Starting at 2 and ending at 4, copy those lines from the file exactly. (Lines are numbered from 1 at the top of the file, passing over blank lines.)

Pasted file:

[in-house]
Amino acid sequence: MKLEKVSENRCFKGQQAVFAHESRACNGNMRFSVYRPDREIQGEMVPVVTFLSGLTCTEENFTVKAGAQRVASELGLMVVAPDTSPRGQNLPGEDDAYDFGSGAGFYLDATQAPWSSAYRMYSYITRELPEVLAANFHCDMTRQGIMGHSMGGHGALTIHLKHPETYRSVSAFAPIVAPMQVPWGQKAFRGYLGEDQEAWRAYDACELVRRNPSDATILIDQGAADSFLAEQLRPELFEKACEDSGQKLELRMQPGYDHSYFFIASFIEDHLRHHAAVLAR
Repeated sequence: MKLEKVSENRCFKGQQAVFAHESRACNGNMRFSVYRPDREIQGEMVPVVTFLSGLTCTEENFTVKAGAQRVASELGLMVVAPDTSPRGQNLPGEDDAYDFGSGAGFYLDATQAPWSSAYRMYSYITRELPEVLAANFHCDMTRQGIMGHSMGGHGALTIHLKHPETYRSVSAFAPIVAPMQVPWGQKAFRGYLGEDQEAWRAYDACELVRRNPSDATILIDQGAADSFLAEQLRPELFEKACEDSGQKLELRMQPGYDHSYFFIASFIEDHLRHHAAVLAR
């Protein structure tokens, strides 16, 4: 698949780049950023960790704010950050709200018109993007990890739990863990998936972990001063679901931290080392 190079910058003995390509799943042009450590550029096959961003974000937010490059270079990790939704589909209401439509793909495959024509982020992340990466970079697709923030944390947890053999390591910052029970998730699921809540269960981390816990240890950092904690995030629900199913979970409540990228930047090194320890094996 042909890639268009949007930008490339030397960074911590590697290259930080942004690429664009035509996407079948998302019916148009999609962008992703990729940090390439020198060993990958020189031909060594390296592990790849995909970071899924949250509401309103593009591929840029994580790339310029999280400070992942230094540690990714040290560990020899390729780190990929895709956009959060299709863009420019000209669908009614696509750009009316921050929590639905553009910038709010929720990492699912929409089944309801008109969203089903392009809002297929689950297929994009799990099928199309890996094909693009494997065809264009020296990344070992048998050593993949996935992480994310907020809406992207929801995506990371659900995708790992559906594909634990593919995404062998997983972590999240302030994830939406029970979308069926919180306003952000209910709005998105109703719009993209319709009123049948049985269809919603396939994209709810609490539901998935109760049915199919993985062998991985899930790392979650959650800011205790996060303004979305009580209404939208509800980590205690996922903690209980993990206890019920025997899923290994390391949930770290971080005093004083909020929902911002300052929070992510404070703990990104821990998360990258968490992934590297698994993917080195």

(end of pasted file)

Amino acid sequence: MKLEKVSENRCFKGQQAVFAHESRACNGNMRFSVYRPDREIQGEMVPVVTFLSGLTCTEENFTVKAGAQRVASELGLMVVAPDTSPRGQNLPGEDDAYDFGSGAGFYLDATQAPWSSAYRMYSYITRELPEVLAANFHCDMTRQGIMGHSMGGHGALTIHLKHPETYRSVSAFAPIVAPMQVPWGQKAFRGYLGEDQEAWRAYDACELVRRNPSDATILIDQGAADSFLAEQLRPELFEKACEDSGQKLELRMQPGYDHSYFFIASFIEDHLRHHAAVLAR
Repeated sequence: MKLEKVSENRCFKGQQAVFAHESRACNGNMRFSVYRPDREIQGEMVPVVTFLSGLTCTEENFTVKAGAQRVASELGLMVVAPDTSPRGQNLPGEDDAYDFGSGAGFYLDATQAPWSSAYRMYSYITRELPEVLAANFHCDMTRQGIMGHSMGGHGALTIHLKHPETYRSVSAFAPIVAPMQVPWGQKAFRGYLGEDQEAWRAYDACELVRRNPSDATILIDQGAADSFLAEQLRPELFEKACEDSGQKLELRMQPGYDHSYFFIASFIEDHLRHHAAVLAR
């Protein structure tokens, strides 16, 4: 698949780049950023960790704010950050709200018109993007990890739990863990998936972990001063679901931290080392 190079910058003995390509799943042009450590550029096959961003974000937010490059270079990790939704589909209401439509793909495959024509982020992340990466970079697709923030944390947890053999390591910052029970998730699921809540269960981390816990240890950092904690995030629900199913979970409540990228930047090194320890094996 042909890639268009949007930008490339030397960074911590590697290259930080942004690429664009035509996407079948998302019916148009999609962008992703990729940090390439020198060993990958020189031909060594390296592990790849995909970071899924949250509401309103593009591929840029994580790339310029999280400070992942230094540690990714040290560990020899390729780190990929895709956009959060299709863009420019000209669908009614696509750009009316921050929590639905553009910038709010929720990492699912929409089944309801008109969203089903392009809002297929689950297929994009799990099928199309890996094909693009494997065809264009020296990344070992048998050593993949996935992480994310907020809406992207929801995506990371659900995708790992559906594909634990593919995404062998997983972590999240302030994830939406029970979308069926919180306003952000209910709005998105109703719009993209319709009123049948049985269809919603396939994209709810609490539901998935109760049915199919993985062998991985899930790392979650959650800011205790996060303004979305009580209404939208509800980590205690996922903690209980993990206890019920025997899923290994390391949930770290971080005093004083909020929902911002300052929070992510404070703990990104821990998360990258968490992934590297698994993917080195």